Understanding Classes in PowerShell – Part 06 – Explaining Inheritance further

This blog post is continuation of series of posts on understanding classes in PowerShell. Part 05 of series can be read at here. In previous blog post, we have learned about meaning of inheritance, define child class and parent class, overload methods, override methods of base class and calling base class members anyhow.

Effect of inheritance on constructors

When we discussed about inheritance, we said that all properties and methods of a base class are inherited. However, constructors (check here on what are constructors and how to define them), are not inherited by a child class. Instead, like all PowerShell classes, the new class is created with a default (parameter-less) constructor. If we think about it, this makes sense after all. The purpose of a constructor is to  initialize the object associated with a class. Again, to find the constructors of a child class, we can use the New static property that PowerShell adds to all classes. (Be sure to use the property, with no parentheses, not the method, with parentheses, which creates a new object).

PS C:\Windows\system32> [history]::new

OverloadDefinitions 
------------------- 
history new() 
history new(System.Object PurchaseAmount)

You can add constructors to the subclass as you would to any class. Remember, that when you add a constructor to the class, it replaces the automatic default constructor. So, if you want a default constructor on your class, you need to add it explicitly. For example, building on our previous history class, we can define default and explicit constructors as:

Class history : book
{
 [String]$HistoryPeriod
 [String]$LastCheckedDate
 [int]$PurchaseAmount

 history(){}

 history($PurchaseAmount){
 $this.PurchaseAmount = 0
 }

 [String] GetLastCheckedDate(){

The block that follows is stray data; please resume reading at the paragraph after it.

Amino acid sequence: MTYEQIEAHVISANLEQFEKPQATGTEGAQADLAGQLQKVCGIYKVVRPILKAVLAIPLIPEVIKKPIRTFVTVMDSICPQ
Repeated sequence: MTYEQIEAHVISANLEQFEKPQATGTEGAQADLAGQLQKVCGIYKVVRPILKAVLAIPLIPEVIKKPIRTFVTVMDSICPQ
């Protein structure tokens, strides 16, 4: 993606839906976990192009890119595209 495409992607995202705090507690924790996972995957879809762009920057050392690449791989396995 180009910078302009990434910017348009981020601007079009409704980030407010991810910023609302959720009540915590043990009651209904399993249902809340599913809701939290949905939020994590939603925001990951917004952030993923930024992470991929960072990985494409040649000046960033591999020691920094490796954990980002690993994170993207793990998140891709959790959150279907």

if($this.LastCheckedDate -lt $([DateTime]::Today)){
 return $this.LastCheckedDate
 }
 else{
 return ([DateTime]::Today)
 }
 }

 [DateTime] SetLastCheckedDate([DateTime]$Date){
 $this.LastCheckedDate = $Date
 return $this.LastCheckedDate
 }

}

Calling a base class constructor

Consider below code:

Class book
{
 [String]$Category
 [String]$LastCheckedDate
 [int]$PurchaseAmount

book(){}

 book([int]$PurchaseAmount){
 $this.PurchaseAmount = 0
 }

[Void] SetLastCheckedDate([DateTime]$Date){
 $this.LastCheckedDate = $Date
 }
}

Class history : book
{
 [String]$HistoryPeriod
 [String]$LastCheckedDate

history(){}

history([int]$PurchaseAmount){
 $this.PurchaseAmount = 0
 }

[String] GetLastCheckedDate(){
 if($this.LastCheckedDate -lt $([DateTime]::Today)){
 return $this.LastCheckedDate
 }
 else{
 return ([DateTime]::Today)
 }
 }

[DateTime] SetLastCheckedDate([DateTime]$Date){
 $this.LastCheckedDate = $Date
 return $this.LastCheckedDate
 }

}

In above code, we have defined the constructor for both parent and child class with same argument:

book([int]$PurchaseAmount){
 $this.PurchaseAmount = 0
 } 
and:
history([int]$PurchaseAmount){
 $this.PurchaseAmount = 0
 }

It can be argued that we are maintaining essentially the same code. We could have used the base class constructor inside the history class and it would do the job fine. The syntax, for the same is:

Subclass (arguments) : base (argumentsToBaseClassConstructor) { ... }

So, in our case, we could have written history constructor like this:

history([int]$PurchaseAmount) : base([int]$PurchaseAmount){ }

Taking a look at whole code:

Class book
{
 [String]$Category
 [String]$LastCheckedDate
 [int]$PurchaseAmount

book(){}

book([int]$PurchaseAmount){
 $this.PurchaseAmount = 0
 }

[Void] SetLastCheckedDate([DateTime]$Date){
 $this.LastCheckedDate = $Date
 }
}

Class history : book
{
 [String]$HistoryPeriod
 [String]$LastCheckedDate

history(){}

history([int]$PurchaseAmount) : base([int]$PurchaseAmount){ }

[String] GetLastCheckedDate(){
 if($this.LastCheckedDate -lt $([DateTime]::Today)){
 return $this.LastCheckedDate
 }
 else{
 return ([DateTime]::Today)
 }
 }

[DateTime] SetLastCheckedDate([DateTime]$Date){
 $this.LastCheckedDate = $Date
 return $this.LastCheckedDate
 }

}

Note that when creating an instance of a subclass, you cannot call the constructor of a base class. It is error prone and therefore not allowed.

What about sealed classes

The concept of sealed classes in .NET is to define classes for which you cannot define child classes. This is to protect the software from unauthorized development or extension. Most .NET classes are sealed, but the PowerShell classes that you create are not sealed (and the sealed keyword is not valid), so you can use any PowerShell class as a base class. And, you can use .NET classes that are not sealed as an abstract base class inside PowerShell.

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